Harlem since the 1960s has been severely affected by the same external forces that have plagued many other American urban centers. As the U.S. economy underwent a critical transition from a focus heavy manufacturing to a focus on service and information technologies, large-scale industry left urban areas. Large numbers of Harlem residents followed this exodus, settling in suburban areas in Queens, the Bronx, and other boroughs. The resultant unemployment among those who remained further eviscerated Harlem. The community had long since lost its position as the population center of black New York to the Bedford-Stuyvesant area of Brooklyn. Community vital statistics have been no more encouraging. It was estimated in 1992 that the average African-American male born in Harlem would have a life expectancy of sixty-four years, dying before becoming eligible for most Social Security or retirement benefits.
The Harlem Commonwealth Council, a nonprofit corporation begun in 1967 and founded through the Office
of Economic Opportunity and the private sector, sought to develop Harlem economically and empower its community leaders politically. Yet in its first twenty-five years, bad investments and an uncertain economy have reduced its real estate holdings, and virtually all its largescale enterprises have gone bankrupt.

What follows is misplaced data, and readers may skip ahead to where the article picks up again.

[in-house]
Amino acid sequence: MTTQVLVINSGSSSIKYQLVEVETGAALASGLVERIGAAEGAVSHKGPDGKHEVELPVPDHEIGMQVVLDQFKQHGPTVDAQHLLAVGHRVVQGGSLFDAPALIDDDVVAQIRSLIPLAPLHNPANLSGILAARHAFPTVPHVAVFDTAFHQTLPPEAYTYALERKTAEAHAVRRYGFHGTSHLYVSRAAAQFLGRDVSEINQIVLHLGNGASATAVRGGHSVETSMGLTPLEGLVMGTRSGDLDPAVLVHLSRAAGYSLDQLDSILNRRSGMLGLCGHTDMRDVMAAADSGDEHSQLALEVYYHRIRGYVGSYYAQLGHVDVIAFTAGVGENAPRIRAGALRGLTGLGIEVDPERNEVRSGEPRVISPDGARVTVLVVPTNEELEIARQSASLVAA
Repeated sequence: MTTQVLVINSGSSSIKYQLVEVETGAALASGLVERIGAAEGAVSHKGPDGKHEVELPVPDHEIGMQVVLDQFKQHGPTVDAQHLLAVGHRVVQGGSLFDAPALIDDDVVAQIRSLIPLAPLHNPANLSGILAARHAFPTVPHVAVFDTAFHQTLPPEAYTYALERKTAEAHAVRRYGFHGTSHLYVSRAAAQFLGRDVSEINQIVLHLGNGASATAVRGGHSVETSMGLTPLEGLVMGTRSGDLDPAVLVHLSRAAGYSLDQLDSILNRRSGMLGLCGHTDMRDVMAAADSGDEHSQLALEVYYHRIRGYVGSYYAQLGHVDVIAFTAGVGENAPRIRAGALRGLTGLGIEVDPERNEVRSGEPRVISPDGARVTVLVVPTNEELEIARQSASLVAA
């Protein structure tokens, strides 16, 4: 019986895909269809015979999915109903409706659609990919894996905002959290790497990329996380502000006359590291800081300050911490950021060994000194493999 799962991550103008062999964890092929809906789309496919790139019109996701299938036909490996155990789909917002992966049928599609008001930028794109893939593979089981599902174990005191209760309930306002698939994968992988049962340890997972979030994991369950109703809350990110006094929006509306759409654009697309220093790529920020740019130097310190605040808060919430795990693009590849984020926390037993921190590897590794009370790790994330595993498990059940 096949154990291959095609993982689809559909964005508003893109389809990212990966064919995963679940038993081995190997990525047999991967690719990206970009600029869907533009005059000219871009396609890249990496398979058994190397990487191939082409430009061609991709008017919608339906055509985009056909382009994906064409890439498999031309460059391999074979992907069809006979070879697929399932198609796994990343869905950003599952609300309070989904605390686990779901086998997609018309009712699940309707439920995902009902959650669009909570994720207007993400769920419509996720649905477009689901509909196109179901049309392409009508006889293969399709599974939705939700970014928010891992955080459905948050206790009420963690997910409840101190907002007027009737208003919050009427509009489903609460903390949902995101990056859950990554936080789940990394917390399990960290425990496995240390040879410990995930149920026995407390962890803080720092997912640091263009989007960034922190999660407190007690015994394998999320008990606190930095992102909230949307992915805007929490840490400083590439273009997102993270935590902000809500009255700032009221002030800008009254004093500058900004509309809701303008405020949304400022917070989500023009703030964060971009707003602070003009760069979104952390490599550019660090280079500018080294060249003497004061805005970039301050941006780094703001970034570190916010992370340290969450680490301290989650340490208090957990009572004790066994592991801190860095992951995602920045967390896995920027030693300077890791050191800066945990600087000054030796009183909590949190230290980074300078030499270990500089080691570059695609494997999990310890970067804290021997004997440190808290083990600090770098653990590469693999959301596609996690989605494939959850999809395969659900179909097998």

In 1989 David N. Dinkins, a product of Harlem's Democratic Clubs, became the first African-American mayor of New York. One of his biggest supporters was Charles Rangel, who in 1970 had succeeded Adam Clayton Powell Jr. as Harlem's congressman. In his four years as mayor, Dinkins sought to reestablish an atmosphere of racial harmony and cooperation to realize his vision of New York City as a "gorgeous mosaic" of diverse ethnicities.
Harlem residents continued their efforts to reassert control over their community in the 1990s, as the Harlem Chamber of Commerce led efforts to revitalize Harlem's businesses and reclaim the community's physical infrastructure (a process sometimes referred to as "ghettocentrism"). A plan to spend over $170 million to build permanent housing for the poor and homeless began early in the decade, and such landmark structures as the Astor Row houses, on 130th Street, were rehabilitated as well. The Schomburg Center for Research in Black Culture, on 135th Street, established in 1926 as a branch of the New York Public Library, remained the nation's leading resource of African-American scholarship, as well as the location of academic conferences and meetings of the Harlem Writers Guild. The Studio Museum of Harlem, on 125th Street, was a focus for African-American and Caribbean-American folk art. The Apollo Theater, on 125th Street, was reopened in 1989, and it continued to showcase the current and future leaders of black entertainment. The nearby Hotel Theresa no longer served as a hotel but continued as the Theresa Towers, a modern office center and community landmark.